§ MR. MACFARLANE
asked the First Lord of the Treasury, If his attention has been called to a letter published in the "Times" of the 14th, purporting to be written by Arabi Pasha, in which he states that his action wasConsonant to a solemn decree of a Council under the Presidency of the Khedive and Dervish Pasha, the envoy of the Sultan;and, if this assertion is substantiated, whether Her Majesty's Government will use their influence to procure his immediate release?
The hon. Member calls my attention to a letter which was published in The Times of the 14th, which purported to come from Arabi Pasha, and in which a certain allegation on his part was contained. We are not able to say whether this is a genuine letter or not; and I am bound to say that I am particularly disposed to be cautious on this subject, after having referred on a previous occasion to a letter which came to me and purported to be from Arabi Pasha, but the authenticity of which was afterwards denied. I therefore could not undertake at the present moment to say that it was our duty to proceed on any matter contained in a letter of that description.
§ MR. MACFARLANE
May I ask, whereas Arabi was at one time a prisoner in the hands of Her Majesty's Government, and was handed over to the persons now having him in custody, it would not be proper for Her Majesty's Government to enter into an inquiry?
It would be quite right that we should ascertain whether the letter is a genuine letter or not, and this is being investigated in the proper quarter.
§ MR. MOLLOY
asked the First Lord of the Treasury, If the safeguards obtained by Her Majesty's Government, in order to secure a fair and impartial trial for Arabi Pacha, have been or will be extended to the cases of all the other prisoners arrested on charges arising out of the late political and military events in Egypt; and, whether the punishment, if any, which may be accorded to each of these prisoners will be 1552 subject to the same friendly supervision as that mentioned by him in the case of Arabi Pacha?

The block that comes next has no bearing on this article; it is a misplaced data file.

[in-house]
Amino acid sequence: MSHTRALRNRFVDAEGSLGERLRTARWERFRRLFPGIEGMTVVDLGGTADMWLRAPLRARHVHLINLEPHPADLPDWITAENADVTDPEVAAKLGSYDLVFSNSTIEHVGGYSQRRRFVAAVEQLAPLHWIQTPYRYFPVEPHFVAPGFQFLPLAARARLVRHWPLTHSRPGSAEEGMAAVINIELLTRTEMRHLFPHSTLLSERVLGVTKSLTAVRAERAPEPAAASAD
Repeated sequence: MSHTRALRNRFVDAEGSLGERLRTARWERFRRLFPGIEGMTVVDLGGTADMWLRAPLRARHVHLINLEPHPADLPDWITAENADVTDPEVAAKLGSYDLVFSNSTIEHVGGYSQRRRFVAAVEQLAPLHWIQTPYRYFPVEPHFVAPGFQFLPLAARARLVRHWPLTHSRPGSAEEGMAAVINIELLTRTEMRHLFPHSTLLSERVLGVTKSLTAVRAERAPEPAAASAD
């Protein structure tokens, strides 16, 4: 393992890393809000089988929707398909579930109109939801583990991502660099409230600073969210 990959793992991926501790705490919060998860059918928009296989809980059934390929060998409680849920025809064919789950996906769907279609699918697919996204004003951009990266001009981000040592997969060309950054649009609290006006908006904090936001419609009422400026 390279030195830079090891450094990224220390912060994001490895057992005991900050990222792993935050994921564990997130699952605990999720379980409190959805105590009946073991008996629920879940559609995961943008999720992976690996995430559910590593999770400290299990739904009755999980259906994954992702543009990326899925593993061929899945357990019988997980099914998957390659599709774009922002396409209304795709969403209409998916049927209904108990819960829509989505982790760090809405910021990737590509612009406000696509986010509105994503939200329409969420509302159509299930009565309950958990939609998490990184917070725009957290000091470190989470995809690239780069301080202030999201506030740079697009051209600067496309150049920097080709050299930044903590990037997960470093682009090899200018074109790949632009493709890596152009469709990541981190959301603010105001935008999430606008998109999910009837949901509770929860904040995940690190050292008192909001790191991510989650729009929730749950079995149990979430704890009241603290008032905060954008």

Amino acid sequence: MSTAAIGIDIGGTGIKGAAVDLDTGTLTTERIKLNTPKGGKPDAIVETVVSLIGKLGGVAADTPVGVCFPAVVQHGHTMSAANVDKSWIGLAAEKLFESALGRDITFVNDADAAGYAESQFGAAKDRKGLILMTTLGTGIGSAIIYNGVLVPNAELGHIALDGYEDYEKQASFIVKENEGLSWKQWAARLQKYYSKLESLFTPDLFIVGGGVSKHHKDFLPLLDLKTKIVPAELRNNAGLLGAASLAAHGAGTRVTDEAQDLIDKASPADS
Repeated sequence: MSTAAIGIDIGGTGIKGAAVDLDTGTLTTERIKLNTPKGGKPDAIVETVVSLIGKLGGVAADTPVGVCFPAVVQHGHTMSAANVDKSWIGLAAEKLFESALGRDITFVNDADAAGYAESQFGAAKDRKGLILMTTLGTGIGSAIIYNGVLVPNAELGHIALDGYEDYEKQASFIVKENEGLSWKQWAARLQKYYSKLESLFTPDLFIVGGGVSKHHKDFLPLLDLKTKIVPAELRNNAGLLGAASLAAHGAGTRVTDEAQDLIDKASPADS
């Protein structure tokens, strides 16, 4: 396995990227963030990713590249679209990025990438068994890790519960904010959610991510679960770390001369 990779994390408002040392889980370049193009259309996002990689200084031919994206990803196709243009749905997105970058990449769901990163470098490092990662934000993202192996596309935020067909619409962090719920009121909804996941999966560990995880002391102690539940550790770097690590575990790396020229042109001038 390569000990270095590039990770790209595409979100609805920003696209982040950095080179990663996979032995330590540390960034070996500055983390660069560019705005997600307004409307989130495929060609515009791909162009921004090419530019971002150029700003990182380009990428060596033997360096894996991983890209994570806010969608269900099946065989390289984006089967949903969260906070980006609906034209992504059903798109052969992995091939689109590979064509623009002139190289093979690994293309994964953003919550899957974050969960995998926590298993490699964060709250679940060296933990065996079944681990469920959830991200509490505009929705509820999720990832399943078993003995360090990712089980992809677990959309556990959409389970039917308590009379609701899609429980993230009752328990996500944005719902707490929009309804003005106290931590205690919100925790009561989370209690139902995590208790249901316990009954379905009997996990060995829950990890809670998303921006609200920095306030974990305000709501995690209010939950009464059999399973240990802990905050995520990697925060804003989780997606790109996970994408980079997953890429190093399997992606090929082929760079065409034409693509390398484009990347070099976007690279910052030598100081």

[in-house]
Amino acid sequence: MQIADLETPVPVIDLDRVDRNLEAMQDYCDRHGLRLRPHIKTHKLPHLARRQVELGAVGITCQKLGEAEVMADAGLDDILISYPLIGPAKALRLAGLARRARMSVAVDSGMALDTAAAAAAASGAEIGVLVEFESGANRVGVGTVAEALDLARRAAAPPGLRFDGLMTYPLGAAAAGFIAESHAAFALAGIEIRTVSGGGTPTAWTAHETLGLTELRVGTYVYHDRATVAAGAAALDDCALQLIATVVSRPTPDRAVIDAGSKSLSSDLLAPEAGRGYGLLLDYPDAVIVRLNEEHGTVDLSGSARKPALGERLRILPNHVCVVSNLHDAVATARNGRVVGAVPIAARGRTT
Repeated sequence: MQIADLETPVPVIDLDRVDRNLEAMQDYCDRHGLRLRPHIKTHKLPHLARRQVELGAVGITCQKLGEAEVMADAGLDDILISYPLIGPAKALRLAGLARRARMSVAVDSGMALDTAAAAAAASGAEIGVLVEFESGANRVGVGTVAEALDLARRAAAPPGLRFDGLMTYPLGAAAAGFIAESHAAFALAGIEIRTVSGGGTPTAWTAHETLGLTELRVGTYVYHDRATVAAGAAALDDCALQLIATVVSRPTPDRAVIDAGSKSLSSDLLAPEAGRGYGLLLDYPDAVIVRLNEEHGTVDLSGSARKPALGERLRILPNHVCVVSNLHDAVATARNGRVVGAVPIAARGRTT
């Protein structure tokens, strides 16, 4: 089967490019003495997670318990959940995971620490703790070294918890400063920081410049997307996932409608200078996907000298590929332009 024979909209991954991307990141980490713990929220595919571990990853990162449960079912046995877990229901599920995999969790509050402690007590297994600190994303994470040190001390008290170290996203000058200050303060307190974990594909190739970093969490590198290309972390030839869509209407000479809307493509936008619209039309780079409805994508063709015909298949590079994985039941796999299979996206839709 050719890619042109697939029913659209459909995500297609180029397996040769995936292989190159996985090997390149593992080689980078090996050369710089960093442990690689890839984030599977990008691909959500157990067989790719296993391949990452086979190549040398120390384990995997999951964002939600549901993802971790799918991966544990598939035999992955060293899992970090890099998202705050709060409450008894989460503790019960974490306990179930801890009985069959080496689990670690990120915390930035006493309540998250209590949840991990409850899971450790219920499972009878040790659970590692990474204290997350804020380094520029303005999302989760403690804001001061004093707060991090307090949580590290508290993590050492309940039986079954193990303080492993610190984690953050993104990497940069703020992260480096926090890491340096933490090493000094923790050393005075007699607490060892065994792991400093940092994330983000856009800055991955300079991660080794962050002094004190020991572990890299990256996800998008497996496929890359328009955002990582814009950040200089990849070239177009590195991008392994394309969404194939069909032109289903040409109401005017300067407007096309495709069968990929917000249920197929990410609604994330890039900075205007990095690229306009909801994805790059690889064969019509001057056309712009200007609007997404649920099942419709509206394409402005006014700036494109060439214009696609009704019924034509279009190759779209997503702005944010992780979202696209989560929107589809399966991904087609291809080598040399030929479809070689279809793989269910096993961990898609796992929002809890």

§ SIR CHARLES W. DILKE
No distinction is being made between the case of Arabi and that of the other prisoners.
§ MR. JUSTIN M'CARTHY
asked the First Lord of the Treasury, If he can tell the House whether the Government, which, in arranging a Convention with the Khedive for the temporary occupation of Egypt, acted on the precedent afforded by the close of the war against Napoleon Buonaparte, took also into consideration the precedent supplied by the same period of history for the manner of dealing with the defeated military leader who surrenders himself to the clemency of England?
I wish to observe incidentally that the hon. Member is justified in using the words "a Convention with the Khedive," because I once used the expression myself. I should, however, have preferably used the term "arrangement" instead of "Convention." With regard to the substance of the Question, the hon. Member seems to think that the case of Napoleon Bonaparte affords a precedent which might be followed in the case of Arabi Pasha. Now, the case of Napoleon at the termination of the great war in 1815 was a very singular case, and has, I believe, been much considered as to its exact judicial character. But it is not for me to enter into a question of that kind, which, as the lawyers say, has been regarded as inter apices, and I shall avoid it. But I may state we are decidedly of opinion that the case of Arabi Pasha is not governed by the case of Napoleon Bonaparte, which, in our opinion, does not afford any precedent.